Wearing vintage clothing isn't just a fashion statement; for many it's a full-blown lifestyle. You really have to dig to find something you love that's unique and also fits (or doesn't require major altering). On Saturday, Aug. 18, vintage hounds will have a new shop to add to their list of go-to spots with the opening of The Girl Can’t Help It (3806 Grim Ave. in North Park). The new shop started out in London in 1988 (that's it to the left), where it received props from the likes of British Vogue and Time Out, among others, before the owners closed shop to move to the U.S. They specialize in clothing and collectibles from the roaring '20s through to the age of the bell bottom. Stop in between noon and 8 p.m. to check out the merch and buy some cool new duds; at 6:33 p.m., catch a performance by the "Mexican Elvis," aka, El Vez.
Each year, fans of mai-tais, tropical decor and ukulele tunes head to San Diego for the annual Tiki Oasis, four days of Polynesian paradise. Even if you're not enough of a tiki-aficionado to pony up $95 for a full-weekend pass, there are a few open-to-the-public events for the more casual admirer of all things hip and tropical. Take, for instance, the third annual Tiki Oasis Art Show, happening from Friday, Aug. 17, through Sunday, Aug. 19, in the Lahaina Room of the Crowne Plaza Hotel (with an artists reception from at 1 p.m. on Saturday). There's a marketplace where vendors will sell vintage-clothing, art, jewelry and other goods, classic-car show from 9 a.m. to 4 p.m., also on Saturday, in the Crowne Plaza's parking lot and and a ukulele jam in the Crowne Plaza atrium from 1 to 3 p.m. on Sunday.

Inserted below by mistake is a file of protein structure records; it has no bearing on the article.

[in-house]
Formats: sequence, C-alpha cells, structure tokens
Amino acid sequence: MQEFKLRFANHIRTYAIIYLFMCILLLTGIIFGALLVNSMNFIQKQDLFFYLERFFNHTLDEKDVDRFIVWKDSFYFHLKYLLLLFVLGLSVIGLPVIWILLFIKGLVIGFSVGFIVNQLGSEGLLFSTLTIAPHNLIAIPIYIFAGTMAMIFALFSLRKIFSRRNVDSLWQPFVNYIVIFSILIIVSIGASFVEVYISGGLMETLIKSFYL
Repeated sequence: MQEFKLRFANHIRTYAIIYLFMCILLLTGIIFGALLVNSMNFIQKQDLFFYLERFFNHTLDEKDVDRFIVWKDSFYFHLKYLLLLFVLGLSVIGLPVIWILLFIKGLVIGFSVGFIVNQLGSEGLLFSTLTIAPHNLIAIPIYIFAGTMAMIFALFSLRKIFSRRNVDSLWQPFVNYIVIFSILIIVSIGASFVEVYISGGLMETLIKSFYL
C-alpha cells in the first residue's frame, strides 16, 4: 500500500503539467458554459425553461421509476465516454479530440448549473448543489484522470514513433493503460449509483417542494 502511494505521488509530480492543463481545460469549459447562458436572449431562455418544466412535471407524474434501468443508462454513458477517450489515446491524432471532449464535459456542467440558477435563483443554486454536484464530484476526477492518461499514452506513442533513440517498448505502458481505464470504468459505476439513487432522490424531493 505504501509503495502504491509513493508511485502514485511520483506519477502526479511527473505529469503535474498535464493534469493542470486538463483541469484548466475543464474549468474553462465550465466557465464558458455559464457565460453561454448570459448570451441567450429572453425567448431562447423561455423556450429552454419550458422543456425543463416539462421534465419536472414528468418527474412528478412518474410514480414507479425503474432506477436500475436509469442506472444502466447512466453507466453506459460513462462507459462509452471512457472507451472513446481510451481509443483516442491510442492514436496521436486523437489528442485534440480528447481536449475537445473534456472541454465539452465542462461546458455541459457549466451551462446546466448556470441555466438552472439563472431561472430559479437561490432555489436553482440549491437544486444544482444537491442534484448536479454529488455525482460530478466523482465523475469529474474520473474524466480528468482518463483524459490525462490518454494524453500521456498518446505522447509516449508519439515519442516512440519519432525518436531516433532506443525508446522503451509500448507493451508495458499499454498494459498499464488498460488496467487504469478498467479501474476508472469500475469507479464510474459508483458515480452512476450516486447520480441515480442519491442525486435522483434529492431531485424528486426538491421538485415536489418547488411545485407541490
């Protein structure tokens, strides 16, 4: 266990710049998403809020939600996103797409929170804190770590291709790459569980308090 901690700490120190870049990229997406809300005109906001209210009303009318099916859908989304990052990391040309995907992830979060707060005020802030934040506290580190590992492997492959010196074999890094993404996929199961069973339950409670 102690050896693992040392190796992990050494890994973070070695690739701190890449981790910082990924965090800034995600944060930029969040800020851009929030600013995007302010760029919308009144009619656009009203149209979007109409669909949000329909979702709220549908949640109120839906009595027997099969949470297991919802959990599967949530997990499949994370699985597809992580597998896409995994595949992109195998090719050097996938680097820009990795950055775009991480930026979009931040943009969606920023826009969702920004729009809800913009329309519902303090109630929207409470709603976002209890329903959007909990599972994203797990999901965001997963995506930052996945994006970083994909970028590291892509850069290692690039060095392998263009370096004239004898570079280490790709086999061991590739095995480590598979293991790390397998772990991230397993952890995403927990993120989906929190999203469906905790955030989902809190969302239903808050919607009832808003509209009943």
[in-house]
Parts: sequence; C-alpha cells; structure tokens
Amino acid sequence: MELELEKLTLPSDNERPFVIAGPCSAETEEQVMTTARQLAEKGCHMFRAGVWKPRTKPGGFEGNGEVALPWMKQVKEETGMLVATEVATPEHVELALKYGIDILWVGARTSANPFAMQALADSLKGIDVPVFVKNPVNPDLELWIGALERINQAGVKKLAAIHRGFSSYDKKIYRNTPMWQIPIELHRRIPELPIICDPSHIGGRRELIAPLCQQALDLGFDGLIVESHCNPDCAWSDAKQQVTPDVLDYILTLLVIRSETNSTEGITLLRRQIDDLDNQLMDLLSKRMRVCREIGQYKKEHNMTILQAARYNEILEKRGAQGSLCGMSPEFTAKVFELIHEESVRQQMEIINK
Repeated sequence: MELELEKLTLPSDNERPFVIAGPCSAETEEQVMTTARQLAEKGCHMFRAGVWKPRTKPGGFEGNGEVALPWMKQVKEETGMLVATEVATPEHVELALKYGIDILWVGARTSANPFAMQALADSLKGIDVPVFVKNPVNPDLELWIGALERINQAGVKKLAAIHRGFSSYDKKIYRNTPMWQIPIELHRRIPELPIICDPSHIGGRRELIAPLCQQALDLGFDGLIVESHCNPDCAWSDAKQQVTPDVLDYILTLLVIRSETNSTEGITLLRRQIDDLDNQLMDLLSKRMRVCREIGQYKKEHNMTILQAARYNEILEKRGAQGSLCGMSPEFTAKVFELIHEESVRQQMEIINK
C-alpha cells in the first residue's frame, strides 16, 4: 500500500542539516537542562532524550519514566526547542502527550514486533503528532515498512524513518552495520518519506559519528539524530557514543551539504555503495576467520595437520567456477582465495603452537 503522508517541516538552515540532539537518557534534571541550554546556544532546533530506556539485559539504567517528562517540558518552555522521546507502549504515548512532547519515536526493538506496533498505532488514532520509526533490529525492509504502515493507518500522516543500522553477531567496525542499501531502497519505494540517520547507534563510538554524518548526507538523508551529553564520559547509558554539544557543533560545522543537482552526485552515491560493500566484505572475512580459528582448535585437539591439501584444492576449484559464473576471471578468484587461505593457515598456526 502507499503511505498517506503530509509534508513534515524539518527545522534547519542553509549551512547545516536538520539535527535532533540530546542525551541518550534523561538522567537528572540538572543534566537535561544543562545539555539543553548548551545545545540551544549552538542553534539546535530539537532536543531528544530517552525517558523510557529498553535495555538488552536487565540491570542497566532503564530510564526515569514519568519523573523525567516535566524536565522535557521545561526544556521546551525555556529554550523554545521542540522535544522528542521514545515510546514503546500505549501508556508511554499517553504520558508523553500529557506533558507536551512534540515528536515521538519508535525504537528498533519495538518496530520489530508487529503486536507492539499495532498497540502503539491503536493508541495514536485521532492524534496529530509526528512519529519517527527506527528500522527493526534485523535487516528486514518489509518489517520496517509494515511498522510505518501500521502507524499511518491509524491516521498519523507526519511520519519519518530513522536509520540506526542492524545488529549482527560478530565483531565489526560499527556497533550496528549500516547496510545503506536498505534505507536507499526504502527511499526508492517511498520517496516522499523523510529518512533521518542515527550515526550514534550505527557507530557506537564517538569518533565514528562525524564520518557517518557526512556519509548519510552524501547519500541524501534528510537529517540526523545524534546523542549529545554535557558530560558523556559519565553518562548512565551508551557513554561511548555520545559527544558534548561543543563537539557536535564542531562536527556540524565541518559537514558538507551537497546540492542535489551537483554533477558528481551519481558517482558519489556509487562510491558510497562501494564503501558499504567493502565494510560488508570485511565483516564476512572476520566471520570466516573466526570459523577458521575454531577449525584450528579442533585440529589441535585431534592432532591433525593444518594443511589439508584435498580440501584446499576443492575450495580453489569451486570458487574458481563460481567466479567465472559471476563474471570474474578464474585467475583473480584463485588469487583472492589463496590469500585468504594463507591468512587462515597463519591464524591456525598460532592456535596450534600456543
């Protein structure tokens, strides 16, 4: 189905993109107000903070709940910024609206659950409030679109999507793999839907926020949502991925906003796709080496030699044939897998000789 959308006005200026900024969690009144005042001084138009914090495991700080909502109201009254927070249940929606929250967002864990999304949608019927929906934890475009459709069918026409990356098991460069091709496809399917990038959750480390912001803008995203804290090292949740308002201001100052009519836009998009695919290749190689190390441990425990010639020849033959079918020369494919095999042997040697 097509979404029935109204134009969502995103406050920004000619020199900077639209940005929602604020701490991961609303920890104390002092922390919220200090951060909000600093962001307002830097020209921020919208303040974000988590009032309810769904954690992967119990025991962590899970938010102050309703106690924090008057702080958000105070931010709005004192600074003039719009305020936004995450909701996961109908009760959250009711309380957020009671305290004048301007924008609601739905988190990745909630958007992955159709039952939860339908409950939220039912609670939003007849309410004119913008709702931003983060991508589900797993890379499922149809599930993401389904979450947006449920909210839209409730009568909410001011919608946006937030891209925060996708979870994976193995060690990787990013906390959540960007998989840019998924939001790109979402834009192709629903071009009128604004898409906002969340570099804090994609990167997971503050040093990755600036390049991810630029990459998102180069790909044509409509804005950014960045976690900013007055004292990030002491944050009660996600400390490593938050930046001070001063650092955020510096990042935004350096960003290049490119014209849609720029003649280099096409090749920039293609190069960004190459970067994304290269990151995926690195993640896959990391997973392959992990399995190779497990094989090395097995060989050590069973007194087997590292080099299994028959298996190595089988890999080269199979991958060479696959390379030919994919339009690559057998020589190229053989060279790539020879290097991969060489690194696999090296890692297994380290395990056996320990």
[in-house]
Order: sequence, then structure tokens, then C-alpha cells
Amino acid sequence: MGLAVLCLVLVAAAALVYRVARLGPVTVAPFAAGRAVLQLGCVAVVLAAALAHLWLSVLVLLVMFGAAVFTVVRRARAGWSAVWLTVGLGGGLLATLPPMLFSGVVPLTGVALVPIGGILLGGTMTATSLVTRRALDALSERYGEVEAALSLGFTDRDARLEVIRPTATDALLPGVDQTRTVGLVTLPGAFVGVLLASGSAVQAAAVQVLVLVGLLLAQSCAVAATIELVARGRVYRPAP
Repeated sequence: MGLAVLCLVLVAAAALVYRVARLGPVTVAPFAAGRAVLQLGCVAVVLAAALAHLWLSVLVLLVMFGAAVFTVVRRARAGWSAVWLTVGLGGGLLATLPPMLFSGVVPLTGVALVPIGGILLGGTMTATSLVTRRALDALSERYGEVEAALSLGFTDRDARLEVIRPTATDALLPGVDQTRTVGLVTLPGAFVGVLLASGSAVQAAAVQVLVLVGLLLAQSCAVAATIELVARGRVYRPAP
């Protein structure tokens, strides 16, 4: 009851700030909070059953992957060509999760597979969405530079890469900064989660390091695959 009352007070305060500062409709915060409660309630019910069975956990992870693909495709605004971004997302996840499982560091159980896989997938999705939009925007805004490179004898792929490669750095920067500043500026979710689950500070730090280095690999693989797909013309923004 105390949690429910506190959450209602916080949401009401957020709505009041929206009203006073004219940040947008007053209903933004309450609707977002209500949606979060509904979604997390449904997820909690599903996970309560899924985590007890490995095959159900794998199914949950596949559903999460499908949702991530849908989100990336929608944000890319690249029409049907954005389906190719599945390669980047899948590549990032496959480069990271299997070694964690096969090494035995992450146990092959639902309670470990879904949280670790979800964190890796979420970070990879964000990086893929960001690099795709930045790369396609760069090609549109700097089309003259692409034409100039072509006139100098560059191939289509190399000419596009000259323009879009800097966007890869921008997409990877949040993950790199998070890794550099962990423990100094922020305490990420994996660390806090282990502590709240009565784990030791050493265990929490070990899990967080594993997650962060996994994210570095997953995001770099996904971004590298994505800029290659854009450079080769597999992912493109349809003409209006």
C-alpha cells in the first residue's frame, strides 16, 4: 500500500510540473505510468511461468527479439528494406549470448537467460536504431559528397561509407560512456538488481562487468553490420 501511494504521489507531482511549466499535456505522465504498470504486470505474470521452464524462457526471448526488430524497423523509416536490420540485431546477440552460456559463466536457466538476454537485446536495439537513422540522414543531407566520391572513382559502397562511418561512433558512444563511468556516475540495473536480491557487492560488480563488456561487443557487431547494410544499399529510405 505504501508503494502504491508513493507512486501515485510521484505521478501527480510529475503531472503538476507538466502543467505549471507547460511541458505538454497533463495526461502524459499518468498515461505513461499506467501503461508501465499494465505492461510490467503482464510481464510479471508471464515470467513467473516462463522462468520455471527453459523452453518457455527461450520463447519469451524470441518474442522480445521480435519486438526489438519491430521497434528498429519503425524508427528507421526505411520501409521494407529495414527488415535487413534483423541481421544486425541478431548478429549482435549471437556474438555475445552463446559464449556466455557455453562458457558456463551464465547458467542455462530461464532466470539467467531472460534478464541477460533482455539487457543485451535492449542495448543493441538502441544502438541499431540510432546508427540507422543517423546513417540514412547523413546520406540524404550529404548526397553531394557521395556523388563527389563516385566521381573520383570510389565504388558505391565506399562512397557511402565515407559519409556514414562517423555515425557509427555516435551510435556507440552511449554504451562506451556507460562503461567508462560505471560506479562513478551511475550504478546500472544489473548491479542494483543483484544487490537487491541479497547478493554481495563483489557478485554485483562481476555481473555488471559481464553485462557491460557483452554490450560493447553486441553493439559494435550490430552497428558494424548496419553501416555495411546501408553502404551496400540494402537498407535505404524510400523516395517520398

Matt Gordon, chef and owner of Urban Solace in North Park, is celebrating his restaurant’s fifth anniversary by cooking for a charity organization from 6 to 9 p.m. on Sunday, Aug. 19. Not the typical party you'd throw for yourself, right? Gordon is inviting guests to nosh on sustainable, southern-inspired fare and hang out drinking the bar's all-natural cocktails, with proceeds benefitting Mama's Kitchen, the local non-profit that delivers three meals a day to AIDS patients, and has recently expanded to include those fighting cancer. Tickets are available on a first-come, first-served basis at Urban Solace the night of the party. A $15 donation to Mama's Kitchen gets you in to celebrate the neighborhood restaurant's honest food and its involvement with the community.
In the history of cult movies, only one surrealist film has successfully combined naked Jesus, dwarf Santa Clauses, an ass-print-art assembly line, live toads in period costumes, a hippo, Buddha and Menorah-shaped pistols, a topless military squadron, piles of burning money and homoerotic dancers in gas masks. That movie is the simultaneously spiritual and outrageously sacrilegious art-house blockbuster, The Holy Mountain, which was bankrolled by none other than John Lennon. It's also the second feature of the Experiments in Radical Leisure summer film series at the eccentric art space A Ship in the Woods (1660 Lugano Lane in Del Mar). The film will be screened on the gallery’s back deck (so bring a blanket, sweater, etc.) at 8 p.m. on Thursday, Aug. 16. The show is free, but with a $4 suggestion donation, plus $1 if you want popcorn.